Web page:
[time-nuts] GPSDO Sigma Tau at large observation times

Tom Van Baak tvb at LeapSecond.com
Thu Oct 6 16:05:50 EDT 2016

>> See also the examples here: http://leapsecond.com/pages/gpsdo/
> Hi Tom, quick question: I've seen these plots before and they are very
> useful to know what to aim at for GPSDO performance. Am I right in
> thinking these were measured against a master - the page says " a very
> stable 10 MHz reference. " without more details (unless I missed it)

Hi Tim,

Yes, I think so. I can check, but if I say something like "a very stable reference" it usually means I picked something sufficiently accurate for the job. As a rule-of-thumb you want both your time/frequency comparator instrument and your time/frequency reference to be 10x better than the device you are testing. So to measure a typical GPSDO you want at least a rubidium, if not cesium or H-maser. But the key point is to always be aware of the limitations of your own test setup as they may affect the look of the ADEV plot. Using multiple comparators and references with N-corner hat techniques is often a useful trick.

If you want to get picky there are other factors hidden behind every ADEV plot. Often unstated is the bandwidth of the measurement and also the type of Allan statistic being used (ADEV, MDEV, HDEV, etc.). Temperature and airflow too: an ADEV plot may look different if it was created from data in a +/-0.1C lab vs. a +/-10 C lab. And with GPSDO, an ADEV plot can also be affected by the quality of your antenna, the quality of your sky-view, and especially, your latitude. So all these factors go into what the ADEV plot looks like.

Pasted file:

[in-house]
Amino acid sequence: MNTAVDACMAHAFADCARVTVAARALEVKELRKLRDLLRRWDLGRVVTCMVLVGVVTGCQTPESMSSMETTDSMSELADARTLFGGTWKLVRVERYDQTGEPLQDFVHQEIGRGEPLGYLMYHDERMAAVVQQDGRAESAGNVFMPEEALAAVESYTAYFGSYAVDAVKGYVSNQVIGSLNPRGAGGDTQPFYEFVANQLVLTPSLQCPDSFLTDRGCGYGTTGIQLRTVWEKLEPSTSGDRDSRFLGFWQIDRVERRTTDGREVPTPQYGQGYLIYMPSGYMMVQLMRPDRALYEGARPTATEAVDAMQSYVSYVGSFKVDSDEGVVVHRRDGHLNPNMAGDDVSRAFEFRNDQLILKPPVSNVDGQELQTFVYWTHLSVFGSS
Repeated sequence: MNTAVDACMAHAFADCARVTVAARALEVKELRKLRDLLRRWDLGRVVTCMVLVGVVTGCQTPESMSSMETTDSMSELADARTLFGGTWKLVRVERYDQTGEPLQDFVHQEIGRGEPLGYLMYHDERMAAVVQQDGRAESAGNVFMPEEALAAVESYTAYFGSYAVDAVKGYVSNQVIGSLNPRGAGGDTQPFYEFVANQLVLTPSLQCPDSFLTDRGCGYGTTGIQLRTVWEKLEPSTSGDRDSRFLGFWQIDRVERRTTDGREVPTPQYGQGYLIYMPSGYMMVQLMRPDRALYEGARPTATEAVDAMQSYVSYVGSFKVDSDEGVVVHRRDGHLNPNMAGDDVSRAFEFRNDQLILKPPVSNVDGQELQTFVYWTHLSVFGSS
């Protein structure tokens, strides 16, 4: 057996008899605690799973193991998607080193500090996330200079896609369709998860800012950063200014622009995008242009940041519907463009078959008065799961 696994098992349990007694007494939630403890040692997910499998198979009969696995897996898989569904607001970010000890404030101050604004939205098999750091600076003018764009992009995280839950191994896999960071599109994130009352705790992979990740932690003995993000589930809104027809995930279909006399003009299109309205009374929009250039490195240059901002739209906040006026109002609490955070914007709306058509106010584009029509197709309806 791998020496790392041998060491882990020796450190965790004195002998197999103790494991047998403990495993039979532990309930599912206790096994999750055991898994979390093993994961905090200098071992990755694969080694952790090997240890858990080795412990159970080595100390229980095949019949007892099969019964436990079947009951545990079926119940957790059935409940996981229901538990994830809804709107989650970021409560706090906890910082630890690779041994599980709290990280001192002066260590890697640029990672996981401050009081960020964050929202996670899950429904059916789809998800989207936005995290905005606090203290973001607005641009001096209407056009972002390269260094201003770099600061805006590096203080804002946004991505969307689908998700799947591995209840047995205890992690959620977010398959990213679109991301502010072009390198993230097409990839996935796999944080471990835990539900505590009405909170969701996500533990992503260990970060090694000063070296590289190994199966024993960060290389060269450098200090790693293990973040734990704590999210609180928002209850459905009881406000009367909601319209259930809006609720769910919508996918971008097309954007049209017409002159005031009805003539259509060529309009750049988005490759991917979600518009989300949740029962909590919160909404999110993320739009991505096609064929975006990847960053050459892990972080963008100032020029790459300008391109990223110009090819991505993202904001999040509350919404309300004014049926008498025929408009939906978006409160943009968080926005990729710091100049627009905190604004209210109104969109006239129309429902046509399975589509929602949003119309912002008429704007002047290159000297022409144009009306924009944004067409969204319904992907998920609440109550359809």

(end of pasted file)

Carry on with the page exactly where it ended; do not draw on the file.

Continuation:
BTW, one of my greatest surprises was the effect of still air on a plain TCXO. We call it "still", but it is nothing but stationary! The plots and two photos shows the massive difference a single sheet of TP makes: http://leapsecond.com/pages/LTE-Lite/

But back to your question. There's a good chance I used a TSC 5120 analyzer and a CH1-76 passive H-maser for all those GPSDO plots. This means all the data beyond about tau 1 s is fully trustable. The data nearer tau 0.1 s is likely distorted by a known short-term noise issue in that particular surplus maser.

And this brings up another point. Both Allan deviation (ADEV) and phase noise (PN) plots tend to cover a wide dynamic range. So in general no one reference is perfect both short-term and long-term, both close-in and far-out. For example, the typical cesium standard is good for long-term but not so good for short-term (a free-running high-quality quartz can be better). And my best ULN (ultra low noise) quartz standards have superb phase noise, but lousy ADEV. A good quartz will blow away GPS short- and mid-term; but GPS wins in the long-term. For short-term a free-running GPSDO is always better than a locked GPSDO. And so on.

All this is just a reminder that you constantly have to double check your assumptions. An ADEV or PN plot is merely the sum of all the noise in the "system": the DUT, the instrument, the REF noise, but also the room, weather, cables, wife/kids/pets, power lines, FM stations, etc. And that sum changes as you slide from the left to the right of the plots.


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